The first multinational, phase 3, placebo-controlled trial conducted with intravenous immunoglobulin therapy (IVIg) for dermatomyositis has confirmed significant efficacy and acceptable safety, according to data presented at the opening plenary abstract session of the annual European Congress of Rheumatology.
At the week 16 evaluation of the trial, called ProDERM, the response rates were 78.7% and 43.8% (P = .0008) for active therapy and placebo, respectively, reported Rohit Aggarwal, MD, medical director of the Arthritis and Autoimmunity Center at the University of Pittsburgh.
ProDERM is a “much-awaited study,” according to session moderator Hendrik Schulze-Koops, MD, PhD, of the division of rheumatology and clinical immunology at Ludwig Maximilian University of Munich (Germany). He was not involved in the study.
“We all have been doing what we have been doing,” Schulze-Koops said, referring to the use of IVIg for the control of dermatomyositis, “but we had no evidence for support.”
This statement could apply not only to IVIg, which has long been listed among treatment options by the Myositis Association despite the absence of controlled studies, but also to most immunosuppressive therapies and other options used for this challenging disease.
The proprietary IVIg employed in this study, Octagam 10%, has been approved in the United States for the treatment of chronic immune thrombocytopenic purpura. Its manufacturer, Octagam, plans to file a supplemental new drug application with the Food and Drug Administration for the treatment of dermatomyositis. The agent is already approved for dermatomyositis by the European Medicines Agency, according to Aggarwal.
Multiple Response Criteria Favor IVIg
In the trial, 95 patients with dermatomyositis were randomized to 2 g/kg of IVIg (Octagam 10%) or placebo administered every 4 weeks. In a subsequent open-label extension study in which patients on placebo were switched to active therapy, the same every-4-week treatment schedule was used. The patients’ mean age was 53; 75% were women, and 92% were White.
The primary endpoint was at least minimal improvement on 2016 ACR/EULAR (American College of Rheumatology/European Alliance of Associations for Rheumatology) myositis response criteria, defined as a 20-point or greater gain in the Total Improvement Score (TIS) and no clinical worsening at two consecutive visits.
But IVIg also provided a large relative benefit over placebo using more rigorous definitions of improvement. For moderate improvement, defined as at least a 40-point TIS improvement, there was a 45.2% relative advantage for IVIg over placebo (68.1% vs. 22.9%; P < .0001). For major improvement, defined as at least a 60-point TIS improvement, the relative advantage was 23.6% (31.9% vs. 8.3%; P < .0062).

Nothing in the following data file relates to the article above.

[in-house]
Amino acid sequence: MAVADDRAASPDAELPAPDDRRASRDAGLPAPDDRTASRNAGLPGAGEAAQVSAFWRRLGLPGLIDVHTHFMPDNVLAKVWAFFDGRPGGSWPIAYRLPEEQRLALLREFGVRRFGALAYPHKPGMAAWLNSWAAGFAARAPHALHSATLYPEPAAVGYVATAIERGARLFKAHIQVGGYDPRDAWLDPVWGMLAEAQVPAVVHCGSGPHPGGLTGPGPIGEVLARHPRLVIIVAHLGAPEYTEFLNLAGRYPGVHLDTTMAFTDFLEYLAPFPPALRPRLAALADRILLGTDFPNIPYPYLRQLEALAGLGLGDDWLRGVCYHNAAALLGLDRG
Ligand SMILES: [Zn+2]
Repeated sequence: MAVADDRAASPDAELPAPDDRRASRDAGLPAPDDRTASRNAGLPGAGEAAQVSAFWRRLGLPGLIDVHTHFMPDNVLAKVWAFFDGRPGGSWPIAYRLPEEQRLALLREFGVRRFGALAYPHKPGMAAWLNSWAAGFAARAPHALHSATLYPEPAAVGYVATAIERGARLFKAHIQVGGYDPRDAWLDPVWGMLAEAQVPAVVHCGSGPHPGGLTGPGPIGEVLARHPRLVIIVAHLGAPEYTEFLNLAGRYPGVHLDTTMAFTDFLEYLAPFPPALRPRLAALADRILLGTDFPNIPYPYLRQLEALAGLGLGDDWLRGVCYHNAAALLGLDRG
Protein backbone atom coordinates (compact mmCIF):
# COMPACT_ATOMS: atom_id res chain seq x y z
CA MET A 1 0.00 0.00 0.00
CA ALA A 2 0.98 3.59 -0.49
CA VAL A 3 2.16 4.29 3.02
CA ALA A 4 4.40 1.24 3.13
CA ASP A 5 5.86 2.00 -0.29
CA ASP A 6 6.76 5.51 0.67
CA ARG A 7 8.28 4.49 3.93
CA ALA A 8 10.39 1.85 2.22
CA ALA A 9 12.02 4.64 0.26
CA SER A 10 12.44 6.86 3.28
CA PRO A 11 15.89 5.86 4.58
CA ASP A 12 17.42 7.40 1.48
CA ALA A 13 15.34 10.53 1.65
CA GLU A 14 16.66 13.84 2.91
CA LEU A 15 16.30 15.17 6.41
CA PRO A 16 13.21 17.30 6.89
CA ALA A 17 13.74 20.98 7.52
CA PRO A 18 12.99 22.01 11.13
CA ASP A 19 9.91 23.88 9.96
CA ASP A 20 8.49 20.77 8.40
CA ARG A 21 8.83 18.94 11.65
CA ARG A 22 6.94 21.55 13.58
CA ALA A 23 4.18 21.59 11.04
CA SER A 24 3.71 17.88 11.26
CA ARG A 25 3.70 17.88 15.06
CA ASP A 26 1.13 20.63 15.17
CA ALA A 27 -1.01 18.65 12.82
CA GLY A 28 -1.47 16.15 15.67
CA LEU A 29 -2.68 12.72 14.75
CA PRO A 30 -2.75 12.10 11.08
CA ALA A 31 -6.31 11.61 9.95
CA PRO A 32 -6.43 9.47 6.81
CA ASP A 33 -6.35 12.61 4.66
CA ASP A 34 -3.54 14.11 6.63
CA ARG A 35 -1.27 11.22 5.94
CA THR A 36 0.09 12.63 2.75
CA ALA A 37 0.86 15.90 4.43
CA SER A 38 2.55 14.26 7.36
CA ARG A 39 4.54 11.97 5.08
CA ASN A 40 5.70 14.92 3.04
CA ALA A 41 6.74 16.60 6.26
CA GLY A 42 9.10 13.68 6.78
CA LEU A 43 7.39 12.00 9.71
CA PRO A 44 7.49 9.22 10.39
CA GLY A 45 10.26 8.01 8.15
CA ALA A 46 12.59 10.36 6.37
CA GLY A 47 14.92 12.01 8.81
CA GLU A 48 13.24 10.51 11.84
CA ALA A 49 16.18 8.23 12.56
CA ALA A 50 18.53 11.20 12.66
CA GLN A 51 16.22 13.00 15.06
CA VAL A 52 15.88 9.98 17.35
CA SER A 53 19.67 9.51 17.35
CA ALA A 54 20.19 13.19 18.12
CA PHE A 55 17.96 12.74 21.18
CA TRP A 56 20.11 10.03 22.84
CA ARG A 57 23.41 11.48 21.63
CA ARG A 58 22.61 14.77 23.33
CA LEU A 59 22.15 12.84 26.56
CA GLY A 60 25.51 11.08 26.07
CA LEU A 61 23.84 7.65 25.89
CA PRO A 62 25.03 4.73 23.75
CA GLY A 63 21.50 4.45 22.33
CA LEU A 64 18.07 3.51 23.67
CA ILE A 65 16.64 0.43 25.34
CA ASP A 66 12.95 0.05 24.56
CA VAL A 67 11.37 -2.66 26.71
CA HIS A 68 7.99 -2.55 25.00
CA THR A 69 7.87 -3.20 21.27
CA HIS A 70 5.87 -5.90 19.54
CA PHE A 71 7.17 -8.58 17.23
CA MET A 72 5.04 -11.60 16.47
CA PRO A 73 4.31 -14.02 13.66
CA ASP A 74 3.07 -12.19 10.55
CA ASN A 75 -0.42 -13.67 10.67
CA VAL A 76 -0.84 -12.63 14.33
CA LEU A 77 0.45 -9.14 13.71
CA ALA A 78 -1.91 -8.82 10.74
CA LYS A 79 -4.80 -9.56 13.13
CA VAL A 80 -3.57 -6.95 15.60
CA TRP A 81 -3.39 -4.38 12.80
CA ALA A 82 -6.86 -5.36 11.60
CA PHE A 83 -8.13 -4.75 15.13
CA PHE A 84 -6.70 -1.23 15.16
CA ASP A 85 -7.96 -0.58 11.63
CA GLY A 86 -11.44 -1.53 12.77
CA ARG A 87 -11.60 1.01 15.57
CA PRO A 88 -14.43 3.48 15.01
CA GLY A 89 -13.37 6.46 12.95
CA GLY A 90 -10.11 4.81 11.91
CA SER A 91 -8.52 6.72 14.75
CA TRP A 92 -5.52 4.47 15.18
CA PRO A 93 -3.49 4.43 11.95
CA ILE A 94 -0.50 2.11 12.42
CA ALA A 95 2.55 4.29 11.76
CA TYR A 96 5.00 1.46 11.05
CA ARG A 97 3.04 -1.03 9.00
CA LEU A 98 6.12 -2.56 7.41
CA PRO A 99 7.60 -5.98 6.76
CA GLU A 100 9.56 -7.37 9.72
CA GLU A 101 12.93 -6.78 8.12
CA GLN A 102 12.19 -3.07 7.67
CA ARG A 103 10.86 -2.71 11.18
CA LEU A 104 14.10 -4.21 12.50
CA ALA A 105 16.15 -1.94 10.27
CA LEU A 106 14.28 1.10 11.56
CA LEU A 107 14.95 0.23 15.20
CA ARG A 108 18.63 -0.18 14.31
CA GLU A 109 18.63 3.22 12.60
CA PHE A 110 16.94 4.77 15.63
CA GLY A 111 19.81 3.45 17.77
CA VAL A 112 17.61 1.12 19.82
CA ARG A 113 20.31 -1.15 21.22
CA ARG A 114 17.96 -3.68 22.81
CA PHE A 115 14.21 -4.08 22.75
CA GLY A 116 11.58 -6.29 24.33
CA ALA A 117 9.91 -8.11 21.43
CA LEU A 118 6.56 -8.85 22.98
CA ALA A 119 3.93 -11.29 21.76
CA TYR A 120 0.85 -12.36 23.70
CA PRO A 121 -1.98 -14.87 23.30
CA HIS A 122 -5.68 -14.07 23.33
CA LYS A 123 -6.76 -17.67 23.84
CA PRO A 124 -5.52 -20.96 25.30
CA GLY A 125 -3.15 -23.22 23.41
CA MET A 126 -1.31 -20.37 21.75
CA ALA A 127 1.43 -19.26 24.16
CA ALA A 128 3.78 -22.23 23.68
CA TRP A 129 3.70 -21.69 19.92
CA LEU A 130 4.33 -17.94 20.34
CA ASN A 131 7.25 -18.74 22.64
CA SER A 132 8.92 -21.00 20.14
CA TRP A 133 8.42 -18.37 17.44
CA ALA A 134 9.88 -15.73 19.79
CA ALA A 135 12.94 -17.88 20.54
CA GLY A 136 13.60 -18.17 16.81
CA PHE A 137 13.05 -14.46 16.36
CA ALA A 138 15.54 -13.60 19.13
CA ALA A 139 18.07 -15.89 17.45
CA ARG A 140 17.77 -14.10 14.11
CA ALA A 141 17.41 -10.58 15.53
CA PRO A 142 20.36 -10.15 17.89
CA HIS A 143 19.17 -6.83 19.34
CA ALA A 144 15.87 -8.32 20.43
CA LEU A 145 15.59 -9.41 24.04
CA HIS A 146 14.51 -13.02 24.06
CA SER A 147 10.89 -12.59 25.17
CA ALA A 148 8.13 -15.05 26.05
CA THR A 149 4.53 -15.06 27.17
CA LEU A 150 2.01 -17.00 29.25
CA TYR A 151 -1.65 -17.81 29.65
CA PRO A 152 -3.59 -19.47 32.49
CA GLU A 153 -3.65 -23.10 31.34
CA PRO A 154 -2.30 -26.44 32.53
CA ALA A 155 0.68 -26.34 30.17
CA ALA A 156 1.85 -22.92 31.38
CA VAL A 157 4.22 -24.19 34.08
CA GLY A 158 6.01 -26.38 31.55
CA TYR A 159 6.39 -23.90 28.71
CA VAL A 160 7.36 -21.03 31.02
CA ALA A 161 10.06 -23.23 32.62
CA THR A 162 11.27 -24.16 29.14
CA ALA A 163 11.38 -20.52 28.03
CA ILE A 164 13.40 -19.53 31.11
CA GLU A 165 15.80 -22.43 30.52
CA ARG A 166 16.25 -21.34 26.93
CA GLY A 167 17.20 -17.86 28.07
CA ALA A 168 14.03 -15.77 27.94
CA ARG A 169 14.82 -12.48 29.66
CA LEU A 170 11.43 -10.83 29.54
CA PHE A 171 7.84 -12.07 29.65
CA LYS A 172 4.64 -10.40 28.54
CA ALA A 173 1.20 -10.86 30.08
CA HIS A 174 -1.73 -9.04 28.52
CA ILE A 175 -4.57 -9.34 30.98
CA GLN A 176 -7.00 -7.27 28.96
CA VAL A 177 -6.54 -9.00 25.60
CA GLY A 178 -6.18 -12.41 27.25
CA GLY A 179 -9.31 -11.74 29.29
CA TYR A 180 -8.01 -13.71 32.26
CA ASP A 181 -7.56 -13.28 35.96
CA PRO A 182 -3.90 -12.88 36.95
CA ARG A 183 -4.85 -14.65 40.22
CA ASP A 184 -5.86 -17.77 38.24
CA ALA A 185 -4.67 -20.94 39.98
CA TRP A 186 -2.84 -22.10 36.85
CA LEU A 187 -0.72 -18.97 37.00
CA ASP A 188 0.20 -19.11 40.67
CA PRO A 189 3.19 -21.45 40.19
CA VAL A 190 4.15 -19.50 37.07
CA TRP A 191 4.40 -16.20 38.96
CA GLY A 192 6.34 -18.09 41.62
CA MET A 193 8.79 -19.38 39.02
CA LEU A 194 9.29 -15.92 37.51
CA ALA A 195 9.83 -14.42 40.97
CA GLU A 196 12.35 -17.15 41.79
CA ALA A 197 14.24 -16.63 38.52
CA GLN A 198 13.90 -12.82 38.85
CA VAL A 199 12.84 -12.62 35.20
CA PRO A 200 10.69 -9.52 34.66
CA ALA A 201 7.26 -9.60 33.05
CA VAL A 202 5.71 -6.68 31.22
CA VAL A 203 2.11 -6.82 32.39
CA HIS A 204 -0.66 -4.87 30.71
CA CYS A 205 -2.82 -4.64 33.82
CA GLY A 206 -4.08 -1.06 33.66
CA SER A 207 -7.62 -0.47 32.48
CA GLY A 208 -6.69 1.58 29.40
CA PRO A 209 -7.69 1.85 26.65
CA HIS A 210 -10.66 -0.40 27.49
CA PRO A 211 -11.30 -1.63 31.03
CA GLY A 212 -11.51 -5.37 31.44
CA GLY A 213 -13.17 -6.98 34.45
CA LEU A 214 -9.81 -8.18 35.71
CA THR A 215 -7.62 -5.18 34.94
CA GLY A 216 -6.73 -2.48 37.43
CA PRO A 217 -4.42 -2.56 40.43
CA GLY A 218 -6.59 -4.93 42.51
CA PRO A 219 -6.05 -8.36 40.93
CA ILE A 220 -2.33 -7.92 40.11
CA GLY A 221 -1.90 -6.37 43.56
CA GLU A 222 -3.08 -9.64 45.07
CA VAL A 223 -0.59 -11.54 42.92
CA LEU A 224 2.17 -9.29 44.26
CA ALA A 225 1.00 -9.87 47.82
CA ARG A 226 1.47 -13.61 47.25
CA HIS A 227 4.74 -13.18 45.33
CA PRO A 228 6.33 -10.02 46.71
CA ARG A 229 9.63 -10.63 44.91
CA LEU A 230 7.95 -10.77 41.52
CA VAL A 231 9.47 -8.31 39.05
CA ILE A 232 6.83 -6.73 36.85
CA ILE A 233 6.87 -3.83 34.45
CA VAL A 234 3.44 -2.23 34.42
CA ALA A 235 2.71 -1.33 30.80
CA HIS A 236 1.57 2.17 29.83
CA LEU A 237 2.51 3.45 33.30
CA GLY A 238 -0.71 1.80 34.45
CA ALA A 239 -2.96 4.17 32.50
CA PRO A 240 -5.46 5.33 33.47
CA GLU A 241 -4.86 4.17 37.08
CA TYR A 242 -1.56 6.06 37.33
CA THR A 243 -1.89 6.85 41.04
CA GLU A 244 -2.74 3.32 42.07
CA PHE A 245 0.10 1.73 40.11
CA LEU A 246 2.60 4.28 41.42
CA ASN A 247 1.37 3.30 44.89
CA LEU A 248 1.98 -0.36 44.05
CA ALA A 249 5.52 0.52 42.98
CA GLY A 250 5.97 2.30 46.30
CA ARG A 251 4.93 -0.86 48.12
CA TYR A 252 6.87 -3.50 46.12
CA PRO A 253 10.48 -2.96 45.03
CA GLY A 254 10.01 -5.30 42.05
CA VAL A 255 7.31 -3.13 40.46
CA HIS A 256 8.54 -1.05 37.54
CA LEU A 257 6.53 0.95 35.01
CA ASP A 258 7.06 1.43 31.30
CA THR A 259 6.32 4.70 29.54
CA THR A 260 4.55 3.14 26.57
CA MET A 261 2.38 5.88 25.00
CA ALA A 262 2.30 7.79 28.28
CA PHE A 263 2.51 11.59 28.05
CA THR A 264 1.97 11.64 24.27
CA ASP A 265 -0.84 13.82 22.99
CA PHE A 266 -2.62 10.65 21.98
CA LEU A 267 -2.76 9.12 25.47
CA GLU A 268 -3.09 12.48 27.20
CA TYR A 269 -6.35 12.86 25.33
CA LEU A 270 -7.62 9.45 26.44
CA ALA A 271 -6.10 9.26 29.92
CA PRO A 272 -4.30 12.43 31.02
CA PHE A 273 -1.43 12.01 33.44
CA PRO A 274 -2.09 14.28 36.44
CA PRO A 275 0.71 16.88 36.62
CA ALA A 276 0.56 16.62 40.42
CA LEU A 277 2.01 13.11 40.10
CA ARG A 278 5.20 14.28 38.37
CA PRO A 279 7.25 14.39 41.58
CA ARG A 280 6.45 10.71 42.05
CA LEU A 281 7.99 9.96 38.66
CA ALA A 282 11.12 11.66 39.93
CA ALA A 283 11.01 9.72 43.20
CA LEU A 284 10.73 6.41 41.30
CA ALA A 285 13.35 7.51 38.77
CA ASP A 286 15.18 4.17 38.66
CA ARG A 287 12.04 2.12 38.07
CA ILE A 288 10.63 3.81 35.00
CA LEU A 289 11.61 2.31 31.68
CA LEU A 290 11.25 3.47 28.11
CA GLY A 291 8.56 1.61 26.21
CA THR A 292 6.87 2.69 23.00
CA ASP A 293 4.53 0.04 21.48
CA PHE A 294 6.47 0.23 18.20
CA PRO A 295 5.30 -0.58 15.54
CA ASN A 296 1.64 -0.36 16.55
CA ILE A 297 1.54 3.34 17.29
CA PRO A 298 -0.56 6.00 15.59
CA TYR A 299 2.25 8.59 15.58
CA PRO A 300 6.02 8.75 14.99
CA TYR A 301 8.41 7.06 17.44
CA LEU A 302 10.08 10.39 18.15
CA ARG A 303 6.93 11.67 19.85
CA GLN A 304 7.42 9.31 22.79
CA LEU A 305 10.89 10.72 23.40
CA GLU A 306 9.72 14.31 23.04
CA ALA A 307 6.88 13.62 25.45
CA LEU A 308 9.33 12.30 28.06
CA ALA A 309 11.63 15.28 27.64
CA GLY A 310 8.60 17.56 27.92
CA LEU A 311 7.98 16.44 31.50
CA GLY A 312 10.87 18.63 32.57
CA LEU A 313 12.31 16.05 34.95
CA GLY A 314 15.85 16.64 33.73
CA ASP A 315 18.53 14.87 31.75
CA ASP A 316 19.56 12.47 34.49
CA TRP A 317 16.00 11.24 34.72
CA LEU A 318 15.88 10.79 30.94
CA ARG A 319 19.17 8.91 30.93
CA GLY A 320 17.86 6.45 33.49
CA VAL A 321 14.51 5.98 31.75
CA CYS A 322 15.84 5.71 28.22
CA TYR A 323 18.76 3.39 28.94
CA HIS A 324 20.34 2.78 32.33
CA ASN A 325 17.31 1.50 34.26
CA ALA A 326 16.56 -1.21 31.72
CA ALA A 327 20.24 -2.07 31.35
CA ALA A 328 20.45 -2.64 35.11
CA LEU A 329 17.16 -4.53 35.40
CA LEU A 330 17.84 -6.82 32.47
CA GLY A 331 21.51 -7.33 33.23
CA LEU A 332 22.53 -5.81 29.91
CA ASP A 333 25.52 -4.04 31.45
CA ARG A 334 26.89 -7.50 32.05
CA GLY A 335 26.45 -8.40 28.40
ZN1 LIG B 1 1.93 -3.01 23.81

At 16 weeks, the mean TIS score was more than twice as high in those receiving IVIg than in those randomized to placebo (48.4 vs. 21.6). At that point, an open-label extension was initiated. Those in the IVIg group were permitted to remain on therapy for an additional 24 weeks if they had not worsened in the blinded phase.
The mean TIS score in the IVIg group continued to rise during the extension phase. By 12 weeks in this phase, it reached 54.0. Over the same period, mean TIS scores climbed steeply among the placebo-treated patients who had switched to active therapy, reaching 44.4.
At the end of 24 weeks of the extension trial, when patients initiated on IVIg had been on active therapy for 40 weeks, the mean TIS score advantage of starting on IVIg rather than placebo was relatively modest (55.4 vs. 51.1).
Benefit Is Significant for Skin and Muscle
Changes in the two major components of dermatomyositis were tracked individually. For skin symptoms, patients were evaluated with the Cutaneous Dermatomyositis Disease Areas and Severity Index (CDASI). For muscle involvement, symptoms were evaluated with the 8-item Manual Muscle Testing (MMT-8) tool.
“The effects of IVIg on the muscle and the skin were both highly statistically significant,” Aggarwal reported. He said the CDASI score was reduced by almost half at the end of 16 weeks among those treated with IVIg relative to those treated with placebo. Improvement in MMT-8 scores were also clinically as well as statistically significant.
The IVIg therapy was well tolerated. The most common adverse effects in this study, like those reported with IVIg when used to treat other diseases, were headache, pyrexia, and nausea, but Aggarwal reported that these were generally mild.
Serious adverse events, particularly thromboembolism, did occur over the course of the study, but the rate of events was only slightly higher in the group receiving active therapy (5.8% vs. 4.2%).
Patients who entered the study were permitted to remain on most immunosuppressive therapies, such as methotrexate, mycophenolate, tacrolimus, and glucocorticoids. Aggarwal said that the majority of patients were taking a glucocorticoid and at least one nonglucocorticoid immunosuppressant.
Effect on Associated Conditions Is Planned
The data from this trial have not yet been analyzed for the impact of IVIg on conditions that occur frequently in association with dermatomyositis, such as interstitial lung disease (ILD) and dysphagia, but Aggarwal reported that there are plans to do so. Although severe ILD was a trial exclusion, the presence of mild to moderate ILD and dysphagia were evaluated at baseline, so the impact of treatment can be assessed.
There are also plans to evaluate how the presence or absence of myositis-specific antibodies, which were also evaluated at baseline, affected response to IVIg.
Aggarwal has financial relationships with more than 15 pharmaceutical companies, including Octapharma, which provided financial support for this trial. Schulze-Koops reported no relevant potential conflicts of interest.
This article originally appeared on MDedge.com, part of the Medscape Professional Network.